The reason why sqlite3 won’t behave is threefold:
- When node sqlite3 is installed using
npm install sqlite3, it fetches all dependencies and installs it. It then fetches the precompiled binary binding file for the target arch and platform. In my case we would want
napi-v6-darwin-unknown-arm64for ARM64 and darwin for Apple M1. There is no precompiled binary available yet for this Apple ARM64 and even if there is, the next paragraph will detail why it still won’t work.
- The problem is that it determines the the system’s platform and architecture using the binary compiling package
node-pre-gypand this very savior of a Github issue details how
node-pre-gypis not handling ARM architecture detection properly and basically mixing everything up. Because it’s not detecting properly, even if we build our own binding with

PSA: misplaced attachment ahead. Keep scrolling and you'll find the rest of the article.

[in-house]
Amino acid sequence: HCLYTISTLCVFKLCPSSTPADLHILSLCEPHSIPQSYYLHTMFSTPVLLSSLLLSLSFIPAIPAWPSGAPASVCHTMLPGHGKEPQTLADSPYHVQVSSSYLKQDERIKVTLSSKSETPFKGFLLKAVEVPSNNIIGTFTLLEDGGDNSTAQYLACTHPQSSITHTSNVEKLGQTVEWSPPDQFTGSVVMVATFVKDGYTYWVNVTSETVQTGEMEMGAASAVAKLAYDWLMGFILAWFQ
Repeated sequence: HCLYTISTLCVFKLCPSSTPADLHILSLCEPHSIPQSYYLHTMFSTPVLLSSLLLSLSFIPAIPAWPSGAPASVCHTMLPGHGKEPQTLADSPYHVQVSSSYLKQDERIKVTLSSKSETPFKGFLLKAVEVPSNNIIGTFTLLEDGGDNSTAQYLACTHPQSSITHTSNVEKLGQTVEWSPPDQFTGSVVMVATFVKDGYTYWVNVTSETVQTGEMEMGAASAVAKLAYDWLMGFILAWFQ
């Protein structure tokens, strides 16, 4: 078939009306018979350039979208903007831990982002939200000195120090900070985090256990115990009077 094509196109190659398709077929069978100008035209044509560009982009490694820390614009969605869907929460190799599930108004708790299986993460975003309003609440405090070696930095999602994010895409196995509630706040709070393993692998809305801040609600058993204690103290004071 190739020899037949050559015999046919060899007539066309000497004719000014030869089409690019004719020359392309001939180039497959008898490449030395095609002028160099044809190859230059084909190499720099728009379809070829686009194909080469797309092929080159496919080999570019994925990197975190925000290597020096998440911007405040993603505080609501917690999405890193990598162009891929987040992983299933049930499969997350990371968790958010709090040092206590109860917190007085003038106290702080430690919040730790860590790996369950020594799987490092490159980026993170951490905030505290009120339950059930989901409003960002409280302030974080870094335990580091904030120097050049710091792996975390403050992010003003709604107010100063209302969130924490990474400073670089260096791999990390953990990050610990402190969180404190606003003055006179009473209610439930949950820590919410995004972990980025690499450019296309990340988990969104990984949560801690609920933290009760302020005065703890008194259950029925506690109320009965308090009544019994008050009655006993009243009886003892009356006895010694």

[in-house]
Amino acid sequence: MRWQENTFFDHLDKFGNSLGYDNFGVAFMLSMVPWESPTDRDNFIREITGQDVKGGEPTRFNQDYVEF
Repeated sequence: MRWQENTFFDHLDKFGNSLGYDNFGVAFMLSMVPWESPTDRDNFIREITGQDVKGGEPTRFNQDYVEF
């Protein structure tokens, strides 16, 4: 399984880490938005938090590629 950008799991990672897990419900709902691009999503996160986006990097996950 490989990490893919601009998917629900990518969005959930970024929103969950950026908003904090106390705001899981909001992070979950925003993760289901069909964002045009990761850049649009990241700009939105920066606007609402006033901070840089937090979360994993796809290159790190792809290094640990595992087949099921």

--build-from-sourcewhen installing, it still won’t work because it is compiling the wrong binding file for the wrong architecture. To make matters worse, if we don’t use
--build-from-source, it just simply fetches the Intel precompiled binding file.
- Now for some reason, during runtime, it now detects the architecture properly and tries to look for the ARM64 version of the binding file, it won’t find it and will throw the feared error ‘module not found’ for
napi-v6-darwin-unknown-arm64. It obviously won’t find it and even if it does, it will throw wrong architecture error because we have the Intel version on board
The magic solution
npm uninstall sqlite3
Install a fresh sqlite3, build it from source, specify the target arch and use fallback build with node-pre-gyp just to be safe:
npm install sqlite3 --build-from-source --target_arch=arm64 --fallback-to-build
Now the correct binding file is compiled for the correct platform and architecture, on runtime it will find it and will run!